Cyrus woke up to a bright, white room.
The ceiling above him shone with long, incandescent bulbs. They poured light down on him and made his eyes ache. He closed them again. God, his head was spinning, but at least the pain was gone…
Most of the pain.
His thigh throbbed with dull, aching pulses. Cyrus tried to raise his head, but it was no use. He felt groggy and light, like his consciousness wasn’t actually seated inside his body, but instead hovered just outside it. To his left, a tall metal stand dangled a bag of liquid above him, and Cyrus realized he was tethered to the thing. A long, plastic tube stuck into the veins at the back of his hand and looped up to the bag. He wanted to feel surprised, to feel fear, to feel anything, but he couldn’t, and a realization struck him.
He’d been drugged.
Whatever these people had pumped him full of made him feel floaty and weak, but he tried to get up anyway. He turned and threw his bare legs out from a thin, gray blanket and off the side of the bed. A rush of cool air slipped up the bottom of his gown and in through its open back, sending goose bumps along his arms. His left leg groaned in protest. Cyrus pulled the gown away to see a thick, white bandage wrapped around his thigh.
God, what the hell had happened?
He ran his hands down his face and thought back, but his mind was foggy and uncooperative. Memories came to him in flashes. The last thing he really remembered was work. Talking with Aren out in front of the store. Lonnie freaking out, making a kid cry, and ordering Cyrus inside to clean up bright green slushie all over the floor. And then…
Then they’d been robbed! Or almost robbed. Until that woman with the weird voice walked in…
From there, his memories were harsh and fragmented, like puzzle pieces that didn’t belong to the same picture. He vaguely recalled being out on the street, but how the fuck had he gotten there? All he knew was that he’d been outside…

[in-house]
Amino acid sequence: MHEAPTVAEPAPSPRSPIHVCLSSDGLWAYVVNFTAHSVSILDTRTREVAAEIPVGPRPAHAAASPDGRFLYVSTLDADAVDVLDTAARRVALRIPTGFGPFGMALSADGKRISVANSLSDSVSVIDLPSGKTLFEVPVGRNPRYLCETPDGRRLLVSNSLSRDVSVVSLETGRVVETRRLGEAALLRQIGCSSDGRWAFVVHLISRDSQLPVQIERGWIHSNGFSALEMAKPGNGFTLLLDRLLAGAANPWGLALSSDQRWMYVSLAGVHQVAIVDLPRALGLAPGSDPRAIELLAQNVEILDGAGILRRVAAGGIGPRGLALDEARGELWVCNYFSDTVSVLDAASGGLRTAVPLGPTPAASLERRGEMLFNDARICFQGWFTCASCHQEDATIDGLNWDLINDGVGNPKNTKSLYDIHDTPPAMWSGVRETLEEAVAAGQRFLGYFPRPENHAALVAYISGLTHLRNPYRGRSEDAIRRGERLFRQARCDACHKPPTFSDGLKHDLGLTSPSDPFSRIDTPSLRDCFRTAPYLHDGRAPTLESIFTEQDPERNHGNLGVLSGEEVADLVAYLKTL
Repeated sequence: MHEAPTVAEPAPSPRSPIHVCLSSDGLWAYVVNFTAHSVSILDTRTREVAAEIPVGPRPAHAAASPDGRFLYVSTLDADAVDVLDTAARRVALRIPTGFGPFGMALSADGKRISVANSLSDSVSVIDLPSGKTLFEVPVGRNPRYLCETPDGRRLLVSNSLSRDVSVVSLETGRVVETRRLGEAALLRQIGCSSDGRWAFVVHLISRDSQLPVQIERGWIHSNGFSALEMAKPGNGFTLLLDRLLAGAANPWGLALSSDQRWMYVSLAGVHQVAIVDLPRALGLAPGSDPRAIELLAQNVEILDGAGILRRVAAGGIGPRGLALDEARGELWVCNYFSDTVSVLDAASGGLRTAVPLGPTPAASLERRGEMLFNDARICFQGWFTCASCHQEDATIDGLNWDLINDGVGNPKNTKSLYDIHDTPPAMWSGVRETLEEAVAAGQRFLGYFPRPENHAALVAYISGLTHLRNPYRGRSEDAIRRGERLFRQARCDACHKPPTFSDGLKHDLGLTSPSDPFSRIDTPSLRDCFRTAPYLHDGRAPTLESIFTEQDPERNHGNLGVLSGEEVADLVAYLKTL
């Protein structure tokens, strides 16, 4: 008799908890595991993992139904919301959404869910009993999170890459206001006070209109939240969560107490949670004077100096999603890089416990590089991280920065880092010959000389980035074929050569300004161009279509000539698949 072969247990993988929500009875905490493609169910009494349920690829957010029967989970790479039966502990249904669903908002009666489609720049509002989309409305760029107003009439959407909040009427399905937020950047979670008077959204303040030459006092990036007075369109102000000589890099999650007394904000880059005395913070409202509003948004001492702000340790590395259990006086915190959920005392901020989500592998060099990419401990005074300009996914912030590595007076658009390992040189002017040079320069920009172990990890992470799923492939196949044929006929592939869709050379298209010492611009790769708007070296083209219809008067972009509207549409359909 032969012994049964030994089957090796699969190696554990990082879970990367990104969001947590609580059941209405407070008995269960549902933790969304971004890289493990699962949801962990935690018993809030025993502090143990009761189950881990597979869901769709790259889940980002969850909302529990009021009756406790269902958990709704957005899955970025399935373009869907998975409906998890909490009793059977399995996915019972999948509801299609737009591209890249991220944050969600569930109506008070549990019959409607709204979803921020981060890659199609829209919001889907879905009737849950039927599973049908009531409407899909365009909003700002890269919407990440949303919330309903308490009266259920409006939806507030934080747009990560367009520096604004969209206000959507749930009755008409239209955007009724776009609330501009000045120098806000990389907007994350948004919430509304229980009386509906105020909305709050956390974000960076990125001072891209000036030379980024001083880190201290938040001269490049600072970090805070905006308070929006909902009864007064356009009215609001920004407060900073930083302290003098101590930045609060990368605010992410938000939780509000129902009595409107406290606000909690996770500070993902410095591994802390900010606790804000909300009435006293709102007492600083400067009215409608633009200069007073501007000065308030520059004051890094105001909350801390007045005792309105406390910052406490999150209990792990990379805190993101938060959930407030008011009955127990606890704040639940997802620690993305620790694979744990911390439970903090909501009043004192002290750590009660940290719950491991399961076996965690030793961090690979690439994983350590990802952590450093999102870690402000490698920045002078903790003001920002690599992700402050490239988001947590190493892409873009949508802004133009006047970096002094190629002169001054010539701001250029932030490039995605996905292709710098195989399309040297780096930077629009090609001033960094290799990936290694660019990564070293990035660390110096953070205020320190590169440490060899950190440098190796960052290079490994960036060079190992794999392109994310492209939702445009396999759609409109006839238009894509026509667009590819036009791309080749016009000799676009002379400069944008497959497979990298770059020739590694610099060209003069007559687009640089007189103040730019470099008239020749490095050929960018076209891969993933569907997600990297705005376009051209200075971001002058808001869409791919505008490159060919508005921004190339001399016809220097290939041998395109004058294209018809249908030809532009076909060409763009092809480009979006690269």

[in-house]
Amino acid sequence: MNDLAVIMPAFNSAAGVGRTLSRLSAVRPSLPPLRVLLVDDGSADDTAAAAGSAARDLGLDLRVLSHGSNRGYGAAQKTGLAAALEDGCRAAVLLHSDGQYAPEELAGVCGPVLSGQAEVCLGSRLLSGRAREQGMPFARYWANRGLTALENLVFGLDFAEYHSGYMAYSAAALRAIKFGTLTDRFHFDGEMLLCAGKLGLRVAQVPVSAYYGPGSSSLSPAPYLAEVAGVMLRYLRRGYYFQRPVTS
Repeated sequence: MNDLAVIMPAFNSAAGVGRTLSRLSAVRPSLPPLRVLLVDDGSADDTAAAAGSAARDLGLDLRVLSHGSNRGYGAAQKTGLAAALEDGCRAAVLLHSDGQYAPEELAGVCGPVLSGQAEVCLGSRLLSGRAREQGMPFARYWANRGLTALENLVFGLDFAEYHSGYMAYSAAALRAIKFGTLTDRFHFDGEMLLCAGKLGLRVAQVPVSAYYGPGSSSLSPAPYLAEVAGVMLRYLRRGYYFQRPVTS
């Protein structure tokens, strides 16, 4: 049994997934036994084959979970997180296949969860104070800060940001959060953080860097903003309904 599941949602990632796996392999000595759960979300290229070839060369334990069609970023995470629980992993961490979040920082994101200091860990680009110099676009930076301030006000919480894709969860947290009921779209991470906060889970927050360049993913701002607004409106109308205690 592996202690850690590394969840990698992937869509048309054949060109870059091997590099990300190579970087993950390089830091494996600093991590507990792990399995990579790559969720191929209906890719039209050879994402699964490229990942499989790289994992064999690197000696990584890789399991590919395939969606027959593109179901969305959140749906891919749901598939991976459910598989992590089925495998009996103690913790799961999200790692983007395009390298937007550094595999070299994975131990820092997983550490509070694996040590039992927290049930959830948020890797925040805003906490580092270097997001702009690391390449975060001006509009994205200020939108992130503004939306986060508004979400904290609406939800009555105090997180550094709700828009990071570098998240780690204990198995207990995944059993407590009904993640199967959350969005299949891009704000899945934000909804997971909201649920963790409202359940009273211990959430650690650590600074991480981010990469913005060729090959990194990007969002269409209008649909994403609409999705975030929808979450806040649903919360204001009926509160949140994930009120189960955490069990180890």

And a woman had shot him.
A different woman. With black hair and black clothes and streaks of bright, vibrant red across her pale skin.
He looked back down at his leg.
Jesus, he’d been shot!
“Good afternoon. I’m glad to see you’re awake.”
Cyrus startled as the curtain around his bed pulled to the side, and a man walked through it. He wore pale green scrubs and a white medical coat, which hung open. His brown hair was graying at the temples, giving him a distinguished look, and he smiled as he held out his hand. “I’m Dr. Harris. How are you feeling?”
“High,” Cyrus said with a groan. He ran his hands down his face. “What did you give me?” The room still spun a little. Dr. Harris brought his hand back in and crossed his arms over his chest.
“Morphine,” he said. “You might feel a little airy, but it should wear off soon. Then I’ll start you on less intense painkillers—”
“Where am I?” Cyrus opened his eyes and looked around again.
“Which hospital?” Cyrus demanded. “New York P? Sinai? NYU?” He paused as a sense of dread filled him. “I’m not at Bellview, am I?”
“No,” Dr. Harris said, and he provided Cyrus a small, kind smile. “This is a private hospital. Don’t worry. We’ll get you fixed up and back on your way.”
Cyrus shook his head and tried to stand, but the doctor came forward and grabbed a hand around his shoulder. He held Cyrus back with almost embarrassing ease. That’s what he got for living off of rice and beans—and barely enough of it to get by. He felt weak and helpless.
“Look, I don’t have the money for this kind of—”
“You don’t have to,” the doctor said, and his steely gray eyes connected with Cyrus’s. His heavy brows furrowed over them, and his fingers tightened reassuringly against Cyrus’s shoulder. “We have this covered. No strings. No tricks. My only concern is getting you better. Now please, rest.”
He eased Cyrus back onto the hospital cot. Since the room was still spinning, and his legs felt like jelly beneath him, Cyrus allowed it.
“Now,” the doctor said, after he got Cyrus situated and double checked all the tubes connecting him to the stand to his side. “You didn’t have any identification on you when they brought you in. I could just call you John Doe, if you would like…”
“It’s Liam,” Cyrus lied.
“Just Liam,” he responded, and his jaw set firm. The doctor looked him over with an eyebrow raised, then his mouth turned up into a half smile and he let out a soft chuckle.
“All right, Just Liam,” he said. “Take some time to relax. I’ll have one of the nurses bring up some food from our kitchen. Is there anything else I can get for you?”
Cyrus stared at him, dumbfounded. Confused. A little bit relieved.
“No,” he said. “I’m fine.” The doctor nodded and began to turn away, but Cyrus called him back. “And, uh… Thanks.”